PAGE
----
167103
Concept ID:
C0796081
Disease or Syndrome
7.

Atelosteogenesis type I

The FLNB disorders include a spectrum of phenotypes ranging from mild to severe. At the mild end are spondylocarpotarsal synostosis (SCT) syndrome and Larsen syndrome; at the severe end are the phenotypic continuum of atelosteogenesis types I (AOI) and III (AOIII) and Piepkorn osteochondrodysplasia (POCD). SCT syndrome is characterized by postnatal disproportionate short stature, scoliosis and lordosis, clubfeet, hearing loss, dental enamel hypoplasia, carpal and tarsal synostosis, and vertebral fusions. Larsen syndrome is characterized by congenital dislocations of the hip, knee, and elbow; clubfeet (equinovarus or equinovalgus foot deformities); scoliosis and cervical kyphosis, which can be associated with a cervical myelopathy; short, broad, spatulate distal phalanges; distinctive craniofacies (prominent forehead, depressed nasal bridge, malar flattening, and widely spaced eyes); vertebral anomalies; and supernumerary carpal and tarsal bone ossification centers. Individuals with SCT syndrome and Larsen syndrome can have midline cleft palate and hearing loss. AOI and AOIII are characterized by severe short-limbed dwarfism; dislocated hips, knees, and elbows; and clubfeet. AOI is lethal in the perinatal period. In individuals with AOIII, survival beyond the neonatal period is possible with intensive and invasive respiratory support. Piepkorn osteochondrodysplasia (POCD) is a perinatal-lethal micromelic dwarfism characterized by flipper-like limbs (polysyndactyly with complete syndactyly of all fingers and toes, hypoplastic or absent first digits, and duplicated intermediate and distal phalanges), macrobrachycephaly, prominant forehead, hypertelorism, and exophthalmos. Occasional features include cleft palate, omphalocele, and cardiac and genitourinary anomalies. The radiographic features at mid-gestation are characteristic. [from GeneReviews]

MedGen UID:
82701
Concept ID:
C0265283
Congenital Abnormality
8.

Metatropic dysplasia

The autosomal dominant TRPV4 disorders (previously considered to be clinically distinct phenotypes before their molecular basis was discovered) are now grouped into neuromuscular disorders and skeletal dysplasias; however, the overlap within each group is considerable. Affected individuals typically have either neuromuscular or skeletal manifestations alone, and in only rare instances an overlap syndrome has been reported. The three autosomal dominant neuromuscular disorders (mildest to most severe) are: Charcot-Marie-Tooth disease type 2C. Scapuloperoneal spinal muscular atrophy. Congenital distal spinal muscular atrophy. The autosomal dominant neuromuscular disorders are characterized by a congenital-onset, static, or later-onset progressive peripheral neuropathy with variable combinations of laryngeal dysfunction (i.e., vocal fold paresis), respiratory dysfunction, and joint contractures. The six autosomal dominant skeletal dysplasias (mildest to most severe) are: Familial digital arthropathy-brachydactyly. Autosomal dominant brachyolmia. Spondylometaphyseal dysplasia, Kozlowski type. Spondyloepiphyseal dysplasia, Maroteaux type. Parastremmatic dysplasia. Metatropic dysplasia. The skeletal dysplasia is characterized by brachydactyly (in all 6); the five that are more severe have short stature that varies from mild to severe with progressive spinal deformity and involvement of the long bones and pelvis. In the mildest of the autosomal dominant TRPV4 disorders life span is normal; in the most severe it is shortened. Bilateral progressive sensorineural hearing loss (SNHL) can occur with both autosomal dominant neuromuscular disorders and skeletal dysplasias. [from GeneReviews]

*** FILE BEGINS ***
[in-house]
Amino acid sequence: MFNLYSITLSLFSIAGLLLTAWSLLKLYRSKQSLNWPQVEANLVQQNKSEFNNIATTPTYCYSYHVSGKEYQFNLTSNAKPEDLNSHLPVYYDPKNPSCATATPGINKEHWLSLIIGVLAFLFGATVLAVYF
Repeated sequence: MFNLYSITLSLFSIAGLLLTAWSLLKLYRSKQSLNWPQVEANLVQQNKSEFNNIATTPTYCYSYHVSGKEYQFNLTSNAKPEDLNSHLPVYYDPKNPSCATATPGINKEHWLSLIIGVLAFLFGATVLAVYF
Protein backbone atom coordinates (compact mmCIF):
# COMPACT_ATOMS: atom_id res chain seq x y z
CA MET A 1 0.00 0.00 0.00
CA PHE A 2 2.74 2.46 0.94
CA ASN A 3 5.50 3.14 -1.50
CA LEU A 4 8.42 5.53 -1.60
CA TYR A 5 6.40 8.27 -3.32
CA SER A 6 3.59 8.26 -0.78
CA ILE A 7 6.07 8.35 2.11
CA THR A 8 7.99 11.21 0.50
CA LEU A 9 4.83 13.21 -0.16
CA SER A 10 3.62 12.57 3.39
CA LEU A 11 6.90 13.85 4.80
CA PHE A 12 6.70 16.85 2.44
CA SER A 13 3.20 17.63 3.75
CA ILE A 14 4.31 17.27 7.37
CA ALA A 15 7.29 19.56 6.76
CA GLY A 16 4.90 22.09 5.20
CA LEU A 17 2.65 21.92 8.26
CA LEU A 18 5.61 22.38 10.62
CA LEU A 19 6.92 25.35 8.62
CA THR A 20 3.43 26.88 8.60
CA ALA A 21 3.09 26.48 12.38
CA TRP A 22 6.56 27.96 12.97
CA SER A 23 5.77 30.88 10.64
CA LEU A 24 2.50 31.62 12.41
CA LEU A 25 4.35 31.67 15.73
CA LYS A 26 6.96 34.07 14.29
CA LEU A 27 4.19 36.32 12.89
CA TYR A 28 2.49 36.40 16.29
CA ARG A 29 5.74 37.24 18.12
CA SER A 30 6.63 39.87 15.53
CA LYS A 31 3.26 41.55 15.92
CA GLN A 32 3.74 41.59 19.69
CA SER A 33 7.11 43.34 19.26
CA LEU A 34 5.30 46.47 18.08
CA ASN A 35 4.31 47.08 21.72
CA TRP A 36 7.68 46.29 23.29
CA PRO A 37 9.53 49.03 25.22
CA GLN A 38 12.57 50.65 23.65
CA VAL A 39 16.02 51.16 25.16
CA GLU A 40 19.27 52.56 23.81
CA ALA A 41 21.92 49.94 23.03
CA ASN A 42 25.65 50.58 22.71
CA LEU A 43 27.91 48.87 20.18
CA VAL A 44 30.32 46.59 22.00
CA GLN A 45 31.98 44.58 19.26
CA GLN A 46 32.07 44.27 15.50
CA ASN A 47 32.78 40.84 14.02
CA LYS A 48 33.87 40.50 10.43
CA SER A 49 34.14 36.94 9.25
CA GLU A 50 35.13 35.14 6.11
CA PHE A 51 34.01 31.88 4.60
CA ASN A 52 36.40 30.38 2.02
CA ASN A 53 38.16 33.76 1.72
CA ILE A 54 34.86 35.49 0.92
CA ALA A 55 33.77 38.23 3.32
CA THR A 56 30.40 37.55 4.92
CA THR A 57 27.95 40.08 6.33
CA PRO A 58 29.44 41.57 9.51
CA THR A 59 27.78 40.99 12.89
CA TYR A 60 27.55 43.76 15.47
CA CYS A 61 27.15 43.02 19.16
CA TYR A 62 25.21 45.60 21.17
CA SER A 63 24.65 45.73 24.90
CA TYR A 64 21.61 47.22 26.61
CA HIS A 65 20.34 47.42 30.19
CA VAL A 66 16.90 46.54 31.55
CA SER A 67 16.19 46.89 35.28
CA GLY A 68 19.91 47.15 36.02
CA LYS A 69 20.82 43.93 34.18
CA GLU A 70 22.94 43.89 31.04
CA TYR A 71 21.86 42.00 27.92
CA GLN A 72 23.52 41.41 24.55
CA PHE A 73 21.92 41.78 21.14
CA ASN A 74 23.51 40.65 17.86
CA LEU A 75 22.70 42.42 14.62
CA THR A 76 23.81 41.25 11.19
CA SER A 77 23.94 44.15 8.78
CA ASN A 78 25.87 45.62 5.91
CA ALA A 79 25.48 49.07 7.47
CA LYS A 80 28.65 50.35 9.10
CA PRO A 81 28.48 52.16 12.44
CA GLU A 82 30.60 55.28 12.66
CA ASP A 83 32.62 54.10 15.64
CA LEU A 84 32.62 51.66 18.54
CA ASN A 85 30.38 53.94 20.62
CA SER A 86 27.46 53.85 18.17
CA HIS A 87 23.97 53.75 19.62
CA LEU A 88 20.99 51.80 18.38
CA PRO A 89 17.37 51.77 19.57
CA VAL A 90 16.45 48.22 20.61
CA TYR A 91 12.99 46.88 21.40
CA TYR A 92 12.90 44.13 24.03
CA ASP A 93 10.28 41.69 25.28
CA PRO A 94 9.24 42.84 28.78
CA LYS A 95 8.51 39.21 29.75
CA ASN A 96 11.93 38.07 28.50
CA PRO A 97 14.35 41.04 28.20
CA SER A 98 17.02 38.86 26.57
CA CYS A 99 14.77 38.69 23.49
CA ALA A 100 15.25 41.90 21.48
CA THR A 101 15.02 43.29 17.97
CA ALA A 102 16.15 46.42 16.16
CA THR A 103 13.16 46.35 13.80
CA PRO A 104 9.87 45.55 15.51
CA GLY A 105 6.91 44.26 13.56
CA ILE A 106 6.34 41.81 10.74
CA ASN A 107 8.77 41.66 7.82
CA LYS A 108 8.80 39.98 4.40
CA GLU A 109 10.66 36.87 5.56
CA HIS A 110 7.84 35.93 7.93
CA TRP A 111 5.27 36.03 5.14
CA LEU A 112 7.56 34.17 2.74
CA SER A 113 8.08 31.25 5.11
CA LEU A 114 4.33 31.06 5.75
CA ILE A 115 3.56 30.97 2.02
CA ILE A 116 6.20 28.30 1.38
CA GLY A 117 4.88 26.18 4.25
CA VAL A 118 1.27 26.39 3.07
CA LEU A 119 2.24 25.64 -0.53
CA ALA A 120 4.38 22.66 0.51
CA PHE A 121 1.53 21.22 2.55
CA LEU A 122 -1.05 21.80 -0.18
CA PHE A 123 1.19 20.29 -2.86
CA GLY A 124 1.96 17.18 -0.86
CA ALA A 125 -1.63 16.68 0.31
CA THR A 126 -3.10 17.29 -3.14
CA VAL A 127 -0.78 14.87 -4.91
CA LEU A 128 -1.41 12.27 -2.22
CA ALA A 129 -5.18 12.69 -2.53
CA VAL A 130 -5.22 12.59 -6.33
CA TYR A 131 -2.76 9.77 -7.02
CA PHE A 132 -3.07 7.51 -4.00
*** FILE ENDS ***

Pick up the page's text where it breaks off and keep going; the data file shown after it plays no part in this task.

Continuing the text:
MedGen UID:
82699
Concept ID:
C0265281
Congenital Abnormality
9.

Autosomal recessive congenital ichthyosis 4B

Autosomal recessive congenital ichthyosis (ARCI) encompasses several forms of nonsyndromic ichthyosis. Although most neonates with ARCI are collodion babies, the clinical presentation and severity of ARCI may vary significantly, ranging from harlequin ichthyosis, the most severe and often fatal form, to lamellar ichthyosis (LI) and (nonbullous) congenital ichthyosiform erythroderma (CIE). These phenotypes are now recognized to fall on a continuum; however, the phenotypic descriptions are clinically useful for clarification of prognosis and management. Infants with harlequin ichthyosis are usually born prematurely and are encased in thick, hard, armor-like plates of cornified skin that severely restrict movement. Life-threatening complications in the immediate postnatal period include respiratory distress, feeding problems, and systemic infection. Collodion babies are born with a taut, shiny, translucent or opaque membrane that encases the entire body and lasts for days to weeks. LI and CIE are seemingly distinct phenotypes: classic, severe LI with dark brown, plate-like scale with no erythroderma and CIE with finer whiter scale and underlying generalized redness of the skin. Affected individuals with severe involvement can have ectropion, eclabium, scarring alopecia involving the scalp and eyebrows, and palmar and plantar keratoderma. Besides these major forms of nonsyndromic ichthyosis, a few rare subtypes have been recognized, such as bathing suit ichthyosis, self-improving collodion ichthyosis, or ichthyosis-prematurity syndrome. [from GeneReviews]

MedGen UID:
108615
Concept ID:
C0598226
Disease or Syndrome
10.

Weill-Marchesani syndrome 2, dominant

Weill-Marchesani syndrome (WMS) is a connective tissue disorder characterized by abnormalities of the lens of the eye, short stature, brachydactyly, joint stiffness, and cardiovascular defects. The ocular problems, typically recognized in childhood, include microspherophakia (small spherical lens), myopia secondary to the abnormal shape of the lens, ectopia lentis (abnormal position of the lens), and glaucoma, which can lead to blindness. Height of adult males is 142-169 cm; height of adult females is 130-157 cm. Autosomal recessive WMS cannot be distinguished from autosomal dominant WMS by clinical findings alone. [from GeneReviews]